Warning: contains spoilers for Season 8
Game of Thrones is arguably the most popular television show of all time. With its multitude of characters, story lines, and plot twists, this show has something for everyone. Why is it then that we, as viewers, may become more attached to certain characters than others?
At times when reality may be too painful to bear, when the horrors of the daily news may seem as if the white walkers are attacking us in real life, we may at times feel hopeless. At times like those, we may turn to TV shows like Game of Thrones. Although we may initially elect to watch certain TV shows as an escape from our daily stressors, we may end up inadvertently finding ourselves. Specifically, we may find a strong allegiance or connection to certain characters.
After a while, we may care about the characters as if they are members of our own family or dear friends. Such connections with fictional characters are referred to as para-social relationships, in that these relationships may take a role of surrogate friends or family members in our own lives. Para-social relationships can help us feel less alone and more understood by others. In addition, they can provide a model for how we might be able to manage our own traumatic experiences and overcome our own painful losses. It is for this reason that characters like Sansa may be especially endearing to the viewers. Sansa has experienced abuse, torture, traumatic losses, and horrendous assault. To see her experience the amount of suffering that she went through and triumph can allow some viewers to vicariously experience a sense of hope and healing from their own traumatic experiences. Throughout her arc, Sansa essentially goes through post-traumatic growth – a kind of positive change and an interpersonal strength that can develop after a traumatic experience.
“Without little finger, Ramsay, and the rest, I would have stayed a Little Bird all my life” – Sansa
In addition to characters like Sansa, who are able to overcome the traumas they had been through, many viewers also like characters that demonstrate a redemption arc. Characters like Theon and Jaime, who started off as the villains we loved to hate can also become the characters we may root for over time. Jaime starts off as a calculating king-slaying villain, whose only loyalties are to his sister and children. In the very beginning of the series, Jaime throws Bran off the balcony for catching him with Cersei. However, over time, we see Jaime develop into a man of his word, an honorable man, someone who fights for what he believes in, and we may love him for it. (Editor’s note: If you watched Season 8, Episodes 4 and 5, this article was written prior to that. And, well. Yeah. Sometimes, a character’s story arc turns out to be a circle. Some of us will likely need to do some post-traumatic growth of our own after that.)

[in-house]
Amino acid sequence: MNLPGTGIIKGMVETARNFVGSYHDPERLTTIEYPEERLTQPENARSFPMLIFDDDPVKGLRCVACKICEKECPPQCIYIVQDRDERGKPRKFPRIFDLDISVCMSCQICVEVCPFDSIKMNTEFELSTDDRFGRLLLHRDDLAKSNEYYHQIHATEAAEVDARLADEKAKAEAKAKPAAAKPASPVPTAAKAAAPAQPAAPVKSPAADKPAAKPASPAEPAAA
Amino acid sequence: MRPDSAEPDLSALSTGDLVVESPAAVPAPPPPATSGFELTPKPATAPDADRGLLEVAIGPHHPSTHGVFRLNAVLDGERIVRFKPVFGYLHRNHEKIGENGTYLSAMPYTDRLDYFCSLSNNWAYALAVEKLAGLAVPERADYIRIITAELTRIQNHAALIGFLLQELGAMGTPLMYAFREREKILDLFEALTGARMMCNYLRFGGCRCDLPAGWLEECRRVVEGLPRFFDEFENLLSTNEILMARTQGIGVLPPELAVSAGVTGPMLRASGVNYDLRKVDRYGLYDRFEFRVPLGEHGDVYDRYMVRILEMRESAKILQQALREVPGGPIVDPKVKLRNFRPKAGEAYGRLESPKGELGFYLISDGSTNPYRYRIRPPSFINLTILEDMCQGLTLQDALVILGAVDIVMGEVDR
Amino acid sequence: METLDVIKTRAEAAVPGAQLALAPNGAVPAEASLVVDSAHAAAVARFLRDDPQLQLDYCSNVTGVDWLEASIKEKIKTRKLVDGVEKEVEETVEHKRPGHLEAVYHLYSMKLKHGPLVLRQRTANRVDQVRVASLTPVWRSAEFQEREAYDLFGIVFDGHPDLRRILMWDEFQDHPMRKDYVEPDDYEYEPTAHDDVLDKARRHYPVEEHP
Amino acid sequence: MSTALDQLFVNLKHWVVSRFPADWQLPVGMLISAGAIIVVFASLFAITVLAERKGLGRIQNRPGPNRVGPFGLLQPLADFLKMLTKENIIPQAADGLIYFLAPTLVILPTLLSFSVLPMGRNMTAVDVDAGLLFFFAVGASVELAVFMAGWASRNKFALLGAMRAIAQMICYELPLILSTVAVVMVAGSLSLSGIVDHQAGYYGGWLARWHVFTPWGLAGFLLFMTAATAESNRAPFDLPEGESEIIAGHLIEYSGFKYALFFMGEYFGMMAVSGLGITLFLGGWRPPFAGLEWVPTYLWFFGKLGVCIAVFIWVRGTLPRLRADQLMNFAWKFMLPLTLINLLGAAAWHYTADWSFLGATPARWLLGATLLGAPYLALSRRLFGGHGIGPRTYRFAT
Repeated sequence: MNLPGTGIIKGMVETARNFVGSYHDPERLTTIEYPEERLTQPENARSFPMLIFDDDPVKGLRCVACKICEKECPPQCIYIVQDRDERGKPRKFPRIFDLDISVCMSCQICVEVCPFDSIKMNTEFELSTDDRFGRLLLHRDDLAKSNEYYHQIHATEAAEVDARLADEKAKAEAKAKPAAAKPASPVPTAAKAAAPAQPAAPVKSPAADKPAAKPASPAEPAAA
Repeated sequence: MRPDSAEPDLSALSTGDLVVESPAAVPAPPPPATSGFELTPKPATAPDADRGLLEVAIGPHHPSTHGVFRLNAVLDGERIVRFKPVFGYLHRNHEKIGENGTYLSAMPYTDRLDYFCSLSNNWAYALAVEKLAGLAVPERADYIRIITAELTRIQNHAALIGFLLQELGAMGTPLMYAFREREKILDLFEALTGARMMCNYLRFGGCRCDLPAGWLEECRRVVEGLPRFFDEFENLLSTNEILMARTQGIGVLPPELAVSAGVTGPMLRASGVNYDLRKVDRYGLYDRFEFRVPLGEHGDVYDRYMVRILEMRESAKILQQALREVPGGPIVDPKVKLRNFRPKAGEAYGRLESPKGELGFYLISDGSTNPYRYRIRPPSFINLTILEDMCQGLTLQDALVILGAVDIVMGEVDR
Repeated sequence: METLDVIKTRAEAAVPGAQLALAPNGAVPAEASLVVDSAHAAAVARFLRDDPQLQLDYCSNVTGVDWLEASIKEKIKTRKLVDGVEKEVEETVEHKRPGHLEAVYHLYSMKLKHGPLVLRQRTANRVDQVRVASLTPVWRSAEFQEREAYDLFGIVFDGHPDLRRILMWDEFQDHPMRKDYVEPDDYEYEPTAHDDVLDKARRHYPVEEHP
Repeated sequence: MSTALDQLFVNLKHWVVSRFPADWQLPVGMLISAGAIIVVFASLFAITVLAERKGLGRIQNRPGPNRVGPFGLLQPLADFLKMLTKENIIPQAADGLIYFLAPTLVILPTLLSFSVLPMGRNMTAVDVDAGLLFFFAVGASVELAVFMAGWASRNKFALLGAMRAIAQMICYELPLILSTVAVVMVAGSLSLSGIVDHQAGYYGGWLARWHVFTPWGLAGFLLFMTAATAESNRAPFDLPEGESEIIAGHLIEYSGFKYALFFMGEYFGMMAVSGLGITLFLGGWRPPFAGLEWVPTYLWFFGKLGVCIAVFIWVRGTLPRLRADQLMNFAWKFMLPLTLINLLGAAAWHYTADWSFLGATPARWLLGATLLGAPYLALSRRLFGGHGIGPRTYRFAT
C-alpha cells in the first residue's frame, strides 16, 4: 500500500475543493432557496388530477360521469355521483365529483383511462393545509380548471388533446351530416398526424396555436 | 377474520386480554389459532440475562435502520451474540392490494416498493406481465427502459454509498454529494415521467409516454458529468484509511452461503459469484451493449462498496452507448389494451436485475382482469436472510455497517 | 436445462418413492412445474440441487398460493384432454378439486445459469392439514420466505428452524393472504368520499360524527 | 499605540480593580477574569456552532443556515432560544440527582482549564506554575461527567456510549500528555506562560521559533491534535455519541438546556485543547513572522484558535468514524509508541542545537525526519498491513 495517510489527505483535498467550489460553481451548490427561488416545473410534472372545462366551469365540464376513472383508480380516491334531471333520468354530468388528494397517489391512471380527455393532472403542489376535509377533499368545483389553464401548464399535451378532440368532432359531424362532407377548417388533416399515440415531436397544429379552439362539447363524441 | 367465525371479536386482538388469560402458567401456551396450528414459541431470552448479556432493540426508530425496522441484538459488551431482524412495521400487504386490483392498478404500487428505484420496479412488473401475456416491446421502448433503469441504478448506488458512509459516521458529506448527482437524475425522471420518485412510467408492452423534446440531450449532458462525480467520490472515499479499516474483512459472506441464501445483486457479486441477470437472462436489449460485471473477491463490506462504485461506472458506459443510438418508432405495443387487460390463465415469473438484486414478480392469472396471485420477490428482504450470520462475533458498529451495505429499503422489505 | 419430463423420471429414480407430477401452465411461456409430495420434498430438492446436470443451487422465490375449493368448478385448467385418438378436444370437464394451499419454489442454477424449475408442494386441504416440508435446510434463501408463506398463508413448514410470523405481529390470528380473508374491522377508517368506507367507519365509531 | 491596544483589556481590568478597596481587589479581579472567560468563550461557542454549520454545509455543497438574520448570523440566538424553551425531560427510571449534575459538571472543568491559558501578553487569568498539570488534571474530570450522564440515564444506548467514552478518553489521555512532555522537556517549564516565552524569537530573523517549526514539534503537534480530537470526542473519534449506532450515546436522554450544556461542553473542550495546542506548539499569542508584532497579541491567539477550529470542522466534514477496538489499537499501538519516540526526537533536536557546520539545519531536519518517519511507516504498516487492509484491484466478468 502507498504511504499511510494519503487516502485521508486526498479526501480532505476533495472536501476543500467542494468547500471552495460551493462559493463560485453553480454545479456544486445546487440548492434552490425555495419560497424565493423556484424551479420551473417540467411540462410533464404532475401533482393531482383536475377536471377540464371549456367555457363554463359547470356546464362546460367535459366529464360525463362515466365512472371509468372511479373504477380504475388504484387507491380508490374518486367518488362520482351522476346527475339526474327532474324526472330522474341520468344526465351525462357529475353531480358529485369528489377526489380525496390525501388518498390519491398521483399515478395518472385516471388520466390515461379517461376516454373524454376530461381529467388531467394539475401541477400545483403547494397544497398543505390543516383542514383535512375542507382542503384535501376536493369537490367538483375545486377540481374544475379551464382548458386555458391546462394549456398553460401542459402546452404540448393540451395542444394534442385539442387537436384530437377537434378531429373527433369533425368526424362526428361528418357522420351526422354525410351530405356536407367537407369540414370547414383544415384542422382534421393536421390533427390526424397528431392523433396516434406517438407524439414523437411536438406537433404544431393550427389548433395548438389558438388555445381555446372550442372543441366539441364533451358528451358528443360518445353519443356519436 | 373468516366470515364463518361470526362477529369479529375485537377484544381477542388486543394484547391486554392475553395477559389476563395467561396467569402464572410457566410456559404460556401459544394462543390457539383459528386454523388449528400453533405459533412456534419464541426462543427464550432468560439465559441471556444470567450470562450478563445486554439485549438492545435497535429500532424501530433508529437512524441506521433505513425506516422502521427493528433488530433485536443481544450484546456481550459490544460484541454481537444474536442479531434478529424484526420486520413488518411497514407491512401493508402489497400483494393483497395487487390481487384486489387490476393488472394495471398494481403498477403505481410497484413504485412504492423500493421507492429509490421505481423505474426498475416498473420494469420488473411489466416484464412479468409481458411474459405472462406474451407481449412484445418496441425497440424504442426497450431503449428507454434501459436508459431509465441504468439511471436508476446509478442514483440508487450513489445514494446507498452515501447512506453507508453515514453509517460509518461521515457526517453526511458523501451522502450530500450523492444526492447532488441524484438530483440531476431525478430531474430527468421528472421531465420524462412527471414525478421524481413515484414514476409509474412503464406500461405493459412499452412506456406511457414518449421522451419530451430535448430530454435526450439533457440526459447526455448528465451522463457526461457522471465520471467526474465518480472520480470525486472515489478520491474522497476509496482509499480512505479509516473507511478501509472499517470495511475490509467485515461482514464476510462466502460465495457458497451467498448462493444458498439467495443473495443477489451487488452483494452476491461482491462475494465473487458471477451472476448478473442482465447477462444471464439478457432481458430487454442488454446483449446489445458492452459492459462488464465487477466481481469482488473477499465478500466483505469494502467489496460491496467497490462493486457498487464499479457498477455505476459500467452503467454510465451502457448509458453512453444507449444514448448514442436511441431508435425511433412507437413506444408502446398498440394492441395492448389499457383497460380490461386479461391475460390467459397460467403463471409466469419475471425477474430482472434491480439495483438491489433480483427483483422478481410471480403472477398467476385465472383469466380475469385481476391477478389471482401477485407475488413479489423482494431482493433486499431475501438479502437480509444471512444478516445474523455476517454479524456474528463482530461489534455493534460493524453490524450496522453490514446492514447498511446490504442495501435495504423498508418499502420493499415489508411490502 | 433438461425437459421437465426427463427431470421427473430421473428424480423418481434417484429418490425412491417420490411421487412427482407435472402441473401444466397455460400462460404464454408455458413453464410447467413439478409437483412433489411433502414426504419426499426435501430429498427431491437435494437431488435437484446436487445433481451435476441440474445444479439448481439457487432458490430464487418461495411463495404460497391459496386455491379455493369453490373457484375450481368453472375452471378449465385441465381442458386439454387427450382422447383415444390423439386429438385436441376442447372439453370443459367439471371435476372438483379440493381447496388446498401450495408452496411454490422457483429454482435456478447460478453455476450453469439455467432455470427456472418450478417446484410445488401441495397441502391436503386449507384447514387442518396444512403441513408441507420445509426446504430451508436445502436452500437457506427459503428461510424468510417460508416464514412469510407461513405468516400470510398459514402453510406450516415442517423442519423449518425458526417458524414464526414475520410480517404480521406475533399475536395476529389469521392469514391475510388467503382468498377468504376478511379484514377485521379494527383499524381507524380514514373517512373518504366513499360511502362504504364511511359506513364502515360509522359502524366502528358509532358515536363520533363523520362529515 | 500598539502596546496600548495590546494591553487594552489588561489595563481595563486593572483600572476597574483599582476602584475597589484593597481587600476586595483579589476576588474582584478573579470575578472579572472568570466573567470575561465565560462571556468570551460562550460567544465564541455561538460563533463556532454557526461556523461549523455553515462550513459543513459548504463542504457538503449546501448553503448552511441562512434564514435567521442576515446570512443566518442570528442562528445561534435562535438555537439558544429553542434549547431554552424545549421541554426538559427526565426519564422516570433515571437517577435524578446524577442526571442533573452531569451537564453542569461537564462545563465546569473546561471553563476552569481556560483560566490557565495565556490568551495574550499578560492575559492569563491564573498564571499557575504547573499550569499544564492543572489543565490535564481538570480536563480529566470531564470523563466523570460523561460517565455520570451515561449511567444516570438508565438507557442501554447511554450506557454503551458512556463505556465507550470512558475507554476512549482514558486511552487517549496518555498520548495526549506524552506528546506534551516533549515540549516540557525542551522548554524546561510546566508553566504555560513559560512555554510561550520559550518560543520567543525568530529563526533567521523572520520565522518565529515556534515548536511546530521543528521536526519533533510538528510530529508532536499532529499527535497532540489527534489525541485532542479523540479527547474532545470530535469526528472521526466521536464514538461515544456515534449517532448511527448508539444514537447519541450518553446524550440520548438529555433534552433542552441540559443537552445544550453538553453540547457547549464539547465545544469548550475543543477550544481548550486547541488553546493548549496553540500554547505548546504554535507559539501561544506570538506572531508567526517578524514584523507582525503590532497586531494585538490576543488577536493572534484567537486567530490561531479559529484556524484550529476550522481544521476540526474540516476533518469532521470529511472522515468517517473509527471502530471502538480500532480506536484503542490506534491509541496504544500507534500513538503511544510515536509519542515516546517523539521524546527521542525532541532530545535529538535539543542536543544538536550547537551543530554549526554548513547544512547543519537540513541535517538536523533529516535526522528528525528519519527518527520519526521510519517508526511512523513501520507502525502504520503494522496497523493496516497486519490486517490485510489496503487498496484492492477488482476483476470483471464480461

Similarly, seeing Theon initially betray the family that raised him made him the perfect villain in our eyes. However, over time, as he risks his life to protect Sansa and then gives his life to protect Bran and Winterfell, we learn to love him and are likely to grieve over his death alongside Sansa.
Why do we like redemption stories? Essentially, the message that we receive from redemption stories is that despite the terrible things that occurred, this individual was able to find a sense of purpose and a sense of their own goodness in the end.
Most of us are driven by hope and meaning and being able to find them in real life or in a fantasy-based television show can sometimes give us exactly the time of encouragement we may need to face our own obstacles, however challenging they may be. Seeing the Starks, as well as Daenerys, Jon Snow, and of course, particularly Arya band together and take out the most vicious enemy of them all, the Night King, shows that anything is possible. It shows us that monsters can be beaten even when we have given up hope. It shows us that even in the most unlikely of circumstances, there is still hope. And that together, we can do anything.
Dr Janina Scarlet is a clinical psychologist and the author of Therapy Quest (May 7th 2019), a revolutionary self-help book which combines therapy with an interactive fantasy quest. For more information go to: www.superhero-therapy.com . If you or a loved one are experiencing a mental health crisis, call the suicide hotline: 1- 800-273-8255 or text “HELLO” to the Crisis Text Line: 741-741. To find a mental health professional in your area, type in your zip code on PsychologyToday.com.